From Emmett Till to Kyle Rittenhouse
American history echoes to this day
Guest Post by Amy Tiemann, PhD
Historian Ruth Ben-Ghiat says that authoritarianism is legalized criminality, and one of its features is impunity for privileged classes of people, sabotaging equal justice under the law. This has all been on display the last few weeks. The acquittal of shooter Kyle Rittenhouse, the trial of the men who killed Ahmaud Arbery, and probation for confessed sexual assailant Christopher Belter bring to mind past injustices, and suggest that we are in grave danger of eroding six decades of American civil rights progress.
All three cases expose flaws and corruption in our democracy at a time when our system is under attack from many directions. When America lives up to its professed core values, our country can be a powerful force for good. But now, experts I’ve followed for years are sounding more urgent and pessimistic about our ability to preserve our democracy. Last month, for the first time in our history, the U.S. was listed as a “backsliding” democracy in a report by a European think tank, ranking alongside Hungary, India, and Brazil. As we see new threats to our elections, courts, and individual freedoms, the fight to support civil rights and the rule of law is a critical piece of the battle to ward off authoritarianism and keep our country heading in a progressive direction.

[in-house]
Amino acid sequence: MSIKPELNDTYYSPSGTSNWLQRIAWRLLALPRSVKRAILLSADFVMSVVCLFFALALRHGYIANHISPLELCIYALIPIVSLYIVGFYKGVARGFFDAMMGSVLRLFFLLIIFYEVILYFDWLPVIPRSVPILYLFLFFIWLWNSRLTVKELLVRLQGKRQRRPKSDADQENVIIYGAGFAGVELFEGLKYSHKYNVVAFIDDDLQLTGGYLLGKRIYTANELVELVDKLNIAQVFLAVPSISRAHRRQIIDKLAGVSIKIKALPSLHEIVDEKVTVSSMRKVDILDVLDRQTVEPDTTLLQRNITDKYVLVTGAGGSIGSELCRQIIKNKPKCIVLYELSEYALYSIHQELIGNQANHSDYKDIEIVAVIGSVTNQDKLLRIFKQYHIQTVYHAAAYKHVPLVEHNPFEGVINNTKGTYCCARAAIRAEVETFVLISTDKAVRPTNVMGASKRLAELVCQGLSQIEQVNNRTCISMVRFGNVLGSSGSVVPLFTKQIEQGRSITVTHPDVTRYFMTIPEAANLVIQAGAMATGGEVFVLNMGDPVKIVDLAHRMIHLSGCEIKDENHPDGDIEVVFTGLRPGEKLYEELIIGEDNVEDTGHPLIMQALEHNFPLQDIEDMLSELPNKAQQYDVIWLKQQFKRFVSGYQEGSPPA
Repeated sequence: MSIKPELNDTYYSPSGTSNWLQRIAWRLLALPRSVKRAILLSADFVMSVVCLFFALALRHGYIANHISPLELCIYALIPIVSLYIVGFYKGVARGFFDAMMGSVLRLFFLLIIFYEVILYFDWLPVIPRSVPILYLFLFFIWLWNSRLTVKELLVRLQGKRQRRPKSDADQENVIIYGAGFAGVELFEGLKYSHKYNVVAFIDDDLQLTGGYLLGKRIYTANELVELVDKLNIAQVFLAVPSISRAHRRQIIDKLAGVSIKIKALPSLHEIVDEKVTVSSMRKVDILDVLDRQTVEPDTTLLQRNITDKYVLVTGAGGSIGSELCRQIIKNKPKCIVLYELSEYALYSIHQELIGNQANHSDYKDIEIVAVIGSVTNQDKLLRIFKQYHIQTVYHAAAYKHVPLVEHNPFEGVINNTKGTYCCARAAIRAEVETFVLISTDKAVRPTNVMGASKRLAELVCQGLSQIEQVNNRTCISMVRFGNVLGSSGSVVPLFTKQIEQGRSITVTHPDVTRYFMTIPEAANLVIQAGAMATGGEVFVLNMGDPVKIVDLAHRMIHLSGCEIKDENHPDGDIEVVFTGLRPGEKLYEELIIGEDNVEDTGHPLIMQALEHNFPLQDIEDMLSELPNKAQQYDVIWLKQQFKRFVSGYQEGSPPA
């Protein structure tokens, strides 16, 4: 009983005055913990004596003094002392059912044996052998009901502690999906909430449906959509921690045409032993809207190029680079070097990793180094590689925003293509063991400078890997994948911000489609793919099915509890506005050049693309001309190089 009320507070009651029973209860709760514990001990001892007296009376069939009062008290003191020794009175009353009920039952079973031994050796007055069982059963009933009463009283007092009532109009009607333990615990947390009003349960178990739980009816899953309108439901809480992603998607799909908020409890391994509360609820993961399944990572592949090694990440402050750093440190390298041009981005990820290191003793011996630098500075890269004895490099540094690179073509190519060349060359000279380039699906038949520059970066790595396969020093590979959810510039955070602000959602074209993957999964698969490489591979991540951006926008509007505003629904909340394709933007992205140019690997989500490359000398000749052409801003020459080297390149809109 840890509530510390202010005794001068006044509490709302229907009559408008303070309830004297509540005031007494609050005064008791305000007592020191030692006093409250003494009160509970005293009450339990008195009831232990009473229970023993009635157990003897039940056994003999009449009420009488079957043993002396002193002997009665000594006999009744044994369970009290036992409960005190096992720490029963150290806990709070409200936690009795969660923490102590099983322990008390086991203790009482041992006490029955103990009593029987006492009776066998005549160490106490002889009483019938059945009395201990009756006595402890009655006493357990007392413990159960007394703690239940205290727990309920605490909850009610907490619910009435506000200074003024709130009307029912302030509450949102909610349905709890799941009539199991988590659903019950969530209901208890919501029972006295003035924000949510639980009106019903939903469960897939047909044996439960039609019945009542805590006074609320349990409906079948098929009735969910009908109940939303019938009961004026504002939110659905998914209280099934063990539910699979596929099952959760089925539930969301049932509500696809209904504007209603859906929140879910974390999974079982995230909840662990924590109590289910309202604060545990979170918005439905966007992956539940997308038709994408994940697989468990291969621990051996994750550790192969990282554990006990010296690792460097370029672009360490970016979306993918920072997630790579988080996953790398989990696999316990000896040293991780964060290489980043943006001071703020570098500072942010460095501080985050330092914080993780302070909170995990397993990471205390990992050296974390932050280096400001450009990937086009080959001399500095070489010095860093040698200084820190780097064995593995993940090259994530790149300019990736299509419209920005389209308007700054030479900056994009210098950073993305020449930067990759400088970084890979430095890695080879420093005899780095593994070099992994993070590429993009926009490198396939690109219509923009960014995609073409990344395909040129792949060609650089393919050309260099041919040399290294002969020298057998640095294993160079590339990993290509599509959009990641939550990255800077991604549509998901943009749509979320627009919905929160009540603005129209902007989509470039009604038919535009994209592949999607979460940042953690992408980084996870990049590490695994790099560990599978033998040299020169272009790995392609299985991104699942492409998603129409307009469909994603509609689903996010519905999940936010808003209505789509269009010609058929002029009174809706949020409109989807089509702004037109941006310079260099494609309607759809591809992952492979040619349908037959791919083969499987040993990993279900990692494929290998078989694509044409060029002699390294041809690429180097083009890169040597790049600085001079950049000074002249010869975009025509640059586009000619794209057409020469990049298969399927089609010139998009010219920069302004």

Direct historical parallels to these current high-profile cases may seem self-evident to Black Americans. To white Americans, we need to admit that we have been conditioned to not see, hear, or talk about the system that we are brought up in. It is beyond time that we break through this blindness, denial, and silence.
When we look at these failures to apply and uphold justice fairly, we can see the lines of corruption and white supremacy running through our system that need to be fought and excised now.
From Emmett Till to Ahmaud Arbery
What were you taught about the 1955 murder of 14-year-old Emmett Till? With my 1980s public school education, I don’t remember learning about the case in any detail at all. Until recently, I was only aware that Till’s lynching by two white men was a significant rallying point of the 1950s Civil Rights movement. Because I knew that Till’s killers had been identified, I assumed that they had been convicted. When I read Timothy Tyson’s book The Blood of Emmett Till several years ago, I was shocked and embarrassed to learn how wrong I was about this pivotal piece of civil rights history.